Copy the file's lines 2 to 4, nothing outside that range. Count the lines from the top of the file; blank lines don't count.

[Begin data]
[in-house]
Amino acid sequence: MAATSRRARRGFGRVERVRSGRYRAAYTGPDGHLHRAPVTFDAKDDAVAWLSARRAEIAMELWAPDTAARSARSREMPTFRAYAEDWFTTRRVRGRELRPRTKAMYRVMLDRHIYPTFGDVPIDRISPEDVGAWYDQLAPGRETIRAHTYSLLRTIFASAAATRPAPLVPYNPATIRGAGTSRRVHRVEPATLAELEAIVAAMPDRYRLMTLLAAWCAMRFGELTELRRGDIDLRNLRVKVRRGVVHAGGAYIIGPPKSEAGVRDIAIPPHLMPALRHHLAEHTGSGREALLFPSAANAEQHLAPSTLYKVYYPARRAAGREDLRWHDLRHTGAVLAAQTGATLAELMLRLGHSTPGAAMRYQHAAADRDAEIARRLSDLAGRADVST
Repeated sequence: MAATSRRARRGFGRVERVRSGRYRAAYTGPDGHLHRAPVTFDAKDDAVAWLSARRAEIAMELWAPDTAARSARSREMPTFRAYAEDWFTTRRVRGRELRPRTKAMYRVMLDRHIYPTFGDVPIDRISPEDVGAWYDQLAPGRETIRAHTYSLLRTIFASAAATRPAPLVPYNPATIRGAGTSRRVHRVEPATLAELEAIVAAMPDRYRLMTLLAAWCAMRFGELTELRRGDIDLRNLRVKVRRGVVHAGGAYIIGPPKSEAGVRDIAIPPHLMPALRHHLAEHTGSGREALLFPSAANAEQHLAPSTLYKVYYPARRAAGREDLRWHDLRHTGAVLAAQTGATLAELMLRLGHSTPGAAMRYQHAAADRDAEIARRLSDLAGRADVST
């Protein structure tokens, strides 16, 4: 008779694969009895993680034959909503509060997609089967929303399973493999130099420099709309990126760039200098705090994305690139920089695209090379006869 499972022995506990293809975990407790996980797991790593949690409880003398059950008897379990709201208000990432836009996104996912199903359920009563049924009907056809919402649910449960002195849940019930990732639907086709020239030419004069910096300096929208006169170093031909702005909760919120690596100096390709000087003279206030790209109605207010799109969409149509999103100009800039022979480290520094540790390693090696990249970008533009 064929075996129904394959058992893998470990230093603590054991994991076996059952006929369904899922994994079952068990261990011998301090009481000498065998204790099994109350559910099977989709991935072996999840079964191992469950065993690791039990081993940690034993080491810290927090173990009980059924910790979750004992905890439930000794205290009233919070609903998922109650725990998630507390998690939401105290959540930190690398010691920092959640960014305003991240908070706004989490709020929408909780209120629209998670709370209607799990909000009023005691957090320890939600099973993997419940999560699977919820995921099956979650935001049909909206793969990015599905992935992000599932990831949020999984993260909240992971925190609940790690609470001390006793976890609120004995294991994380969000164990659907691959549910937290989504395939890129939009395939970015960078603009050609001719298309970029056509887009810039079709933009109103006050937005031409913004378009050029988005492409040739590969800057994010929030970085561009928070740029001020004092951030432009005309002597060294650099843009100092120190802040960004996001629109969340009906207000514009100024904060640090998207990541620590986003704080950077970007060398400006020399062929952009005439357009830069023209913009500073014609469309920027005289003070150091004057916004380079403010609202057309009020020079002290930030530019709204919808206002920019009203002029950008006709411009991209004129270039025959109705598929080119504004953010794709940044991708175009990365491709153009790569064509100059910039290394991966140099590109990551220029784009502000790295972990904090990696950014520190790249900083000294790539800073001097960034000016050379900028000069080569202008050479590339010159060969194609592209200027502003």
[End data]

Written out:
Amino acid sequence: MAATSRRARRGFGRVERVRSGRYRAAYTGPDGHLHRAPVTFDAKDDAVAWLSARRAEIAMELWAPDTAARSARSREMPTFRAYAEDWFTTRRVRGRELRPRTKAMYRVMLDRHIYPTFGDVPIDRISPEDVGAWYDQLAPGRETIRAHTYSLLRTIFASAAATRPAPLVPYNPATIRGAGTSRRVHRVEPATLAELEAIVAAMPDRYRLMTLLAAWCAMRFGELTELRRGDIDLRNLRVKVRRGVVHAGGAYIIGPPKSEAGVRDIAIPPHLMPALRHHLAEHTGSGREALLFPSAANAEQHLAPSTLYKVYYPARRAAGREDLRWHDLRHTGAVLAAQTGATLAELMLRLGHSTPGAAMRYQHAAADRDAEIARRLSDLAGRADVST
Repeated sequence: MAATSRRARRGFGRVERVRSGRYRAAYTGPDGHLHRAPVTFDAKDDAVAWLSARRAEIAMELWAPDTAARSARSREMPTFRAYAEDWFTTRRVRGRELRPRTKAMYRVMLDRHIYPTFGDVPIDRISPEDVGAWYDQLAPGRETIRAHTYSLLRTIFASAAATRPAPLVPYNPATIRGAGTSRRVHRVEPATLAELEAIVAAMPDRYRLMTLLAAWCAMRFGELTELRRGDIDLRNLRVKVRRGVVHAGGAYIIGPPKSEAGVRDIAIPPHLMPALRHHLAEHTGSGREALLFPSAANAEQHLAPSTLYKVYYPARRAAGREDLRWHDLRHTGAVLAAQTGATLAELMLRLGHSTPGAAMRYQHAAADRDAEIARRLSDLAGRADVST
């Protein structure tokens, strides 16, 4: 008779694969009895993680034959909503509060997609089967929303399973493999130099420099709309990126760039200098705090994305690139920089695209090379006869 499972022995506990293809975990407790996980797991790593949690409880003398059950008897379990709201208000990432836009996104996912199903359920009563049924009907056809919402649910449960002195849940019930990732639907086709020239030419004069910096300096929208006169170093031909702005909760919120690596100096390709000087003279206030790209109605207010799109969409149509999103100009800039022979480290520094540790390693090696990249970008533009 064929075996129904394959058992893998470990230093603590054991994991076996059952006929369904899922994994079952068990261990011998301090009481000498065998204790099994109350559910099977989709991935072996999840079964191992469950065993690791039990081993940690034993080491810290927090173990009980059924910790979750004992905890439930000794205290009233919070609903998922109650725990998630507390998690939401105290959540930190690398010691920092959640960014305003991240908070706004989490709020929408909780209120629209998670709370209607799990909000009023005691957090320890939600099973993997419940999560699977919820995921099956979650935001049909909206793969990015599905992935992000599932990831949020999984993260909240992971925190609940790690609470001390006793976890609120004995294991994380969000164990659907691959549910937290989504395939890129939009395939970015960078603009050609001719298309970029056509887009810039079709933009109103006050937005031409913004378009050029988005492409040739590969800057994010929030970085561009928070740029001020004092951030432009005309002597060294650099843009100092120190802040960004996001629109969340009906207000514009100024904060640090998207990541620590986003704080950077970007060398400006020399062929952009005439357009830069023209913009500073014609469309920027005289003070150091004057916004380079403010609202057309009020020079002290930030530019709204919808206002920019009203002029950008006709411009991209004129270039025959109705598929080119504004953010794709940044991708175009990365491709153009790569064509100059910039290394991966140099590109990551220029784009502000790295972990904090990696950014520190790249900083000294790539800073001097960034000016050379900028000069080569202008050479590339010159060969194609592209200027502003």